The corona pandemic has also given a shock to political lobbying. Instead of a paralysis from shock, however, a wave of lobbying can be observed both at the EU level and in the federal government and the federal states. As part of the project “Lobbying Across Multiple Levels” (LiM), which is funded by the German Research Foundation (DFG) with EUR 350,000 over three years, a research team led by Prof. Patrick Bernhagen and Felix Goldberg from the Institute for Social Sciences at the University of Stuttgart is now examining the criteria by which interest groups pursue different paths of influence.
Pandemic-related lobbying can be found at all three levels of government: From the European Commission, which provides billions in corona aid and is largely responsible for procuring vaccines, to the Bundestag, which sets the German strategy for coping with the pandemic including short-time work, to the federal states, which are responsible for both the distribution of aid funds and the implementation of many restrictive measures.
Between these three levels of government, larger interest groups and their lobbyists are moving quite freely. It depends on various factors where they set their political priorities and how influential they are. An important criterion here is, for one thing, the available access, because interest groups can only lobby effectively where they find an attentive ear. Another important factor is the available resources, such as the number of lobbyists working for an interest group. But alliances and political positions also determine how many decision-makers an interest group can influence simultaneously. “Depending on the access and resources available, different and multiple paths of political influence are open,” believes Prof. Patrick Bernhagen, who is leading the study. “In the study, we want to take a closer look at which paths lobbyists choose and according to which - sometimes also strategic - criteria this happens.”
Indirect influence is also investigated
Besides the direct ways outlined so far, lobbyists can also try to influence political decisions indirectly, for example, by talking to federal ministers or even to country representatives at EU level. At the same time, a large proportion of the political interest groups in Germany do not have the prerequisites to lobby all relevant government levels equally. Consequently, some interest groups delegate their work to other players, such as European umbrella organizations. Therefore, the Stuttgart team also wants to explore the circumstances under which lobbyists operate independently, when they enter into a collaboration, and when they let others do the work.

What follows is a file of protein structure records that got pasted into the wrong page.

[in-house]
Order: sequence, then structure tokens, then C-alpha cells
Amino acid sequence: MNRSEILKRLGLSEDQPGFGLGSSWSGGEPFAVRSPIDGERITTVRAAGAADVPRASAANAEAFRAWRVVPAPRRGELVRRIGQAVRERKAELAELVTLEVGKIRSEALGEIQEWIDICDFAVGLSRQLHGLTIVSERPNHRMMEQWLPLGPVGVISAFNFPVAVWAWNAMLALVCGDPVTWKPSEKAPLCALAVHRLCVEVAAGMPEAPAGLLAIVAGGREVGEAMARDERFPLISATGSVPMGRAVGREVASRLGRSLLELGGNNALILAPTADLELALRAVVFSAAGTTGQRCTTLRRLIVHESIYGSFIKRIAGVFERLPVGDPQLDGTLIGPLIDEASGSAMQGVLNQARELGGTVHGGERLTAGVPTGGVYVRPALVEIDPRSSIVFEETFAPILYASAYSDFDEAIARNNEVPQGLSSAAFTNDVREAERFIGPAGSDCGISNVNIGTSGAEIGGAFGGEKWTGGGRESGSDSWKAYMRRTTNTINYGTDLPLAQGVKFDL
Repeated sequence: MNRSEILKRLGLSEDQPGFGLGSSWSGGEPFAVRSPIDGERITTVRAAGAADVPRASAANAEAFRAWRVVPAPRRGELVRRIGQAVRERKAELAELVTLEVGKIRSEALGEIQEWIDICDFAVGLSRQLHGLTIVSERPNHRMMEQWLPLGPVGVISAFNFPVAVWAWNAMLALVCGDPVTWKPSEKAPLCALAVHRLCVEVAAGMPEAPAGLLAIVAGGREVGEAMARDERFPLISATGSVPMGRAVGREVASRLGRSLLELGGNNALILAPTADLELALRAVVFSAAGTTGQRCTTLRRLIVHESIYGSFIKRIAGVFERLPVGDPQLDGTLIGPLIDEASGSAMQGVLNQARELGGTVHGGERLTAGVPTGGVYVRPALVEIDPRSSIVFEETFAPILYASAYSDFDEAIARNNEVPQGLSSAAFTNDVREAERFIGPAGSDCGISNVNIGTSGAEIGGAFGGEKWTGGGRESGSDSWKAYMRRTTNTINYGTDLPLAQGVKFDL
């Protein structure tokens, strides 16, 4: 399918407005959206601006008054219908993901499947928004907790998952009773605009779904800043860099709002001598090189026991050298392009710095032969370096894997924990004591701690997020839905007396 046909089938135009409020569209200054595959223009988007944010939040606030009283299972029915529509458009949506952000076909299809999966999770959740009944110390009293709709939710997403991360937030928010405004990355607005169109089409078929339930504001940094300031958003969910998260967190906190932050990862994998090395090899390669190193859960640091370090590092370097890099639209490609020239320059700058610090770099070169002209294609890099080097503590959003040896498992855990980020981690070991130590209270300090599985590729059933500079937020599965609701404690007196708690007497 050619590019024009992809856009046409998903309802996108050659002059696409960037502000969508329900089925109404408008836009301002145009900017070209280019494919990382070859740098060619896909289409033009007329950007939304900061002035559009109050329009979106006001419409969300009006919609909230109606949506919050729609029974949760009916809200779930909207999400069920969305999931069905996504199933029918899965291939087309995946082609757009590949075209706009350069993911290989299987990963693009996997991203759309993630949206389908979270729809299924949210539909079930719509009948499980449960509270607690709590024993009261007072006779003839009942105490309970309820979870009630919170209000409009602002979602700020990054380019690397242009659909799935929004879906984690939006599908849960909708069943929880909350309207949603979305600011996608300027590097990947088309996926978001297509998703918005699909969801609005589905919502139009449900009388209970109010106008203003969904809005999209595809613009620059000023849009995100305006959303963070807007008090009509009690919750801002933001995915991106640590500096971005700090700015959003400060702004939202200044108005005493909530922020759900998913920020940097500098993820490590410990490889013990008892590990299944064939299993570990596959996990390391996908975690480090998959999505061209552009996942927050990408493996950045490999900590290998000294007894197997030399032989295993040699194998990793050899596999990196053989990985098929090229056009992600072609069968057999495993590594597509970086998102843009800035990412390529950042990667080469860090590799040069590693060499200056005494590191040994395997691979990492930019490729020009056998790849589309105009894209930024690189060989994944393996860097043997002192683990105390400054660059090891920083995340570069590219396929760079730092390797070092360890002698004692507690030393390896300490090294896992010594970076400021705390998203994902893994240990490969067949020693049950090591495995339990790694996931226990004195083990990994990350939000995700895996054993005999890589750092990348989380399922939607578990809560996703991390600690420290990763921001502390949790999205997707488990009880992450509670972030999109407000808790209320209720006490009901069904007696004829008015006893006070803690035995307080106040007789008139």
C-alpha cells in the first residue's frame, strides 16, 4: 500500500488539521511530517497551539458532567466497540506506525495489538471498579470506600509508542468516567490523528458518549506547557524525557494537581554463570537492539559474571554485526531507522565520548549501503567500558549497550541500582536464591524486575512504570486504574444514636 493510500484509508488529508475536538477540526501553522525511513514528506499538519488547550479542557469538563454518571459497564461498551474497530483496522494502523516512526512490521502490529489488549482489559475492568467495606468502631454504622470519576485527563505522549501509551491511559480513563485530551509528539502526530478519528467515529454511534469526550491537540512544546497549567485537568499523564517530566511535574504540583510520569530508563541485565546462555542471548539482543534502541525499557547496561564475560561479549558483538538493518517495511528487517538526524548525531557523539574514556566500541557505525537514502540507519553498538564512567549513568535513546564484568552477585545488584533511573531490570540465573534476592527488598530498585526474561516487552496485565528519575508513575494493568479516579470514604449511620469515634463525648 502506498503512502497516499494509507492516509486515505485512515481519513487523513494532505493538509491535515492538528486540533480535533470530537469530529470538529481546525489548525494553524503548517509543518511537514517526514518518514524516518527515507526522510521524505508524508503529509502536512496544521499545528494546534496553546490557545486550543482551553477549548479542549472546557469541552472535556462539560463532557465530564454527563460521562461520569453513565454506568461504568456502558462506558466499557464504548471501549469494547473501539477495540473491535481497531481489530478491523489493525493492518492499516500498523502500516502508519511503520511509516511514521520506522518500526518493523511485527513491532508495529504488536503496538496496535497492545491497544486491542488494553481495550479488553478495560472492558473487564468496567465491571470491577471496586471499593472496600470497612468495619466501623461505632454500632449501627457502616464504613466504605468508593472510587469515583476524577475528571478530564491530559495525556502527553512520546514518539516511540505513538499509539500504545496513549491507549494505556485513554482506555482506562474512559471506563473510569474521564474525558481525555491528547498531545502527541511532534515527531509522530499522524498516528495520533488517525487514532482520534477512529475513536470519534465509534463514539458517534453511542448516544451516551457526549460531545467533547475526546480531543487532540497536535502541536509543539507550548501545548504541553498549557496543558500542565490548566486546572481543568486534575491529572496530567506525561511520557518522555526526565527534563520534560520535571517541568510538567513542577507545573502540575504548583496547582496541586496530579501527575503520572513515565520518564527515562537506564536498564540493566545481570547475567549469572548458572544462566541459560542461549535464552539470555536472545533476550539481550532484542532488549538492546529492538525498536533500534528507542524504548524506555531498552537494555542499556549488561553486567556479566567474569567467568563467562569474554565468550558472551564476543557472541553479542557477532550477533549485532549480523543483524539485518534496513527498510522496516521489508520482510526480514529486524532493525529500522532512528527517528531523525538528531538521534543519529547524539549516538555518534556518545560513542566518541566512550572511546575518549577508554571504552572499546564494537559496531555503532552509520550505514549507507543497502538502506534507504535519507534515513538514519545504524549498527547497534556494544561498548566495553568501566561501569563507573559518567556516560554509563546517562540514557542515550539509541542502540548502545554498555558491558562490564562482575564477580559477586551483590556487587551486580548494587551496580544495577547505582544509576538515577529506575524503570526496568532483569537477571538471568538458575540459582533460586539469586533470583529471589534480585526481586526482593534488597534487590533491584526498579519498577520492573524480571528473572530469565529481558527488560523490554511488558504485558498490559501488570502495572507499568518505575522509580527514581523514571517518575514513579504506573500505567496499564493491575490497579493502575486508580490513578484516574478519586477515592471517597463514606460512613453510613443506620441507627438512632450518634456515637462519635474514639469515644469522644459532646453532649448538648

The findings of the research project are intended to provide new insight into lobbying in Germany and the EU, and also in the federal states. For the first time, the focus is particularly on federalism and on the question of how partnerships between interest groups and state governments try to influence decisions at the EU and federal levels.
More lobbying at the state level?
Against the background of the corona pandemic, the project also examines the extent to which lobbying has intensified and additional policymakers have gained relevance since the first lockdown. “We believe that, in the context of the Conference of the Federal State Prime Ministers and, in particular, the corona legislations of the federal states, the state governments have become more important for lobbyists, because the federal states have been given new, far-reaching policy options by being able to impose and ease restrictions as well as provide economic aid,” says Felix Goldberg, who is a member of the project team. “So far, we know very little about this, so we are going to investigate these options as well in the course of the project.”